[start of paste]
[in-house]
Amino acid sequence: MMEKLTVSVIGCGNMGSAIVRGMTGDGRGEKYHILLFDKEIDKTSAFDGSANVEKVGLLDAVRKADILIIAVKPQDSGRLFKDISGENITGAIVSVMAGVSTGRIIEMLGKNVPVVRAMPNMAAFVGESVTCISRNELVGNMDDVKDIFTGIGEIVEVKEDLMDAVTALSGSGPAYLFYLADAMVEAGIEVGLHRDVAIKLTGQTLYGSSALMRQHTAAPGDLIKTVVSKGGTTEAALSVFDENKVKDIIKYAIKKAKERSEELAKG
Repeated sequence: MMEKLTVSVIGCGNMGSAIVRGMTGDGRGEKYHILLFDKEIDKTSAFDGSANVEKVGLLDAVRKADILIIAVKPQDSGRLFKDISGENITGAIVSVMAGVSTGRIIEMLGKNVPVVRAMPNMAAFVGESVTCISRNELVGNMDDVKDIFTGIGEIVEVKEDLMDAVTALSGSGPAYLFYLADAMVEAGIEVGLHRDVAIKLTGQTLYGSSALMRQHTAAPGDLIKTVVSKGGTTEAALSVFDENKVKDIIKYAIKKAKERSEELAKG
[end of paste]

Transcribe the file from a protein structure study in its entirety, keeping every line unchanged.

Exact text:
[in-house]
Amino acid sequence: MMEKLTVSVIGCGNMGSAIVRGMTGDGRGEKYHILLFDKEIDKTSAFDGSANVEKVGLLDAVRKADILIIAVKPQDSGRLFKDISGENITGAIVSVMAGVSTGRIIEMLGKNVPVVRAMPNMAAFVGESVTCISRNELVGNMDDVKDIFTGIGEIVEVKEDLMDAVTALSGSGPAYLFYLADAMVEAGIEVGLHRDVAIKLTGQTLYGSSALMRQHTAAPGDLIKTVVSKGGTTEAALSVFDENKVKDIIKYAIKKAKERSEELAKG
Repeated sequence: MMEKLTVSVIGCGNMGSAIVRGMTGDGRGEKYHILLFDKEIDKTSAFDGSANVEKVGLLDAVRKADILIIAVKPQDSGRLFKDISGENITGAIVSVMAGVSTGRIIEMLGKNVPVVRAMPNMAAFVGESVTCISRNELVGNMDDVKDIFTGIGEIVEVKEDLMDAVTALSGSGPAYLFYLADAMVEAGIEVGLHRDVAIKLTGQTLYGSSALMRQHTAAPGDLIKTVVSKGGTTEAALSVFDENKVKDIIKYAIKKAKERSEELAKG